A different view of Istanbul’s history'
Written by TR Editör

Beyoğlu currently hosts an unusual exhibition. The event to last until March 11th looks at Istanbul over stray dogs.

The streets do not just belong to people. The dogs with their docility, modesty, doleful glances and good behaviour have a say and right on the streets… Especially if the city you live in is Istanbul, streets have a long history as well as stray dogs. Stray dogs had immunity in the Ottoman State. Four-Footed Municipality: Istanbul’s Stray Dogs exhibition is about stray dogs, an important and indispensable part of everyday life in almost every period and their historical journey with political and sociological transformations. Exhibition is curated by Ekrem Işın and advised by Catherine Pinguet.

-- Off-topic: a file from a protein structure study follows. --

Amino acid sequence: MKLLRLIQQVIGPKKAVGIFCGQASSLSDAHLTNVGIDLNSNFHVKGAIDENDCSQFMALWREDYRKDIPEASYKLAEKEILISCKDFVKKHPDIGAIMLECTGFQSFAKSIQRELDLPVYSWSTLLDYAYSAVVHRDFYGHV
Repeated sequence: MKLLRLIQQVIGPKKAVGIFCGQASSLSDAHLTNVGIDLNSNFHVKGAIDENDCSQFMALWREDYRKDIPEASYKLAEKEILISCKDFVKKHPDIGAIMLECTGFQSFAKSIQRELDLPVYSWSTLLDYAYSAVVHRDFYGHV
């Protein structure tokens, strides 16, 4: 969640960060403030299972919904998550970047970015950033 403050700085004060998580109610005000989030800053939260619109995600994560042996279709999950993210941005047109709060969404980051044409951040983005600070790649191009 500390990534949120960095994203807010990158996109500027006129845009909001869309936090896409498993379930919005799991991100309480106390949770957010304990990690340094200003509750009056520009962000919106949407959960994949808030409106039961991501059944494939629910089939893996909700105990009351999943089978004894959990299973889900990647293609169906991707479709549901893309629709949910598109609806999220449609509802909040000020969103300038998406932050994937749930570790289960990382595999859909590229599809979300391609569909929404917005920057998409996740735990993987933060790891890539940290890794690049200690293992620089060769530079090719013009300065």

Curator Işın asserts that Istanbul dogs have participated in the social adventure of urban life as much as people, have specialized in management and security, and have developed their own collective life philosophy. Işın emphasizes that the Western observers who visit the city are curious about the finesse of this culture that has even allowed socialization of animals. When sources of the period are examined, mainly the municipal works have a view of Istanbul dogs. According to sources, in addition to being a municipal officer responsible for city cleanliness, stray dogs are also seen as guards that ensure safety of the neighbourhood. Pinguet underlines that the question “Why so much fuss for an animal?” directed at those who take animal issues seriously, is an ordinary approach well known to those who are friends and guardians of Istanbul’s stray dogs. Pinguet marks that the book Why Look at Animals? by John Berger is a call to people to stop and look around, and answers the question as follows: “Because their freedom is the guarantee of my freedom.” The ongoing exhibition at Istanbul Research Institute in Beyoğlu Tepebaşı, presents the visitors a period between the 19th to 20th century accompanied by photographs, travel books, postcards, magazines and engravings. The exhibition is open every day between 10 A.M.-7 P.M. except Sundays, and the entry is free. For information:

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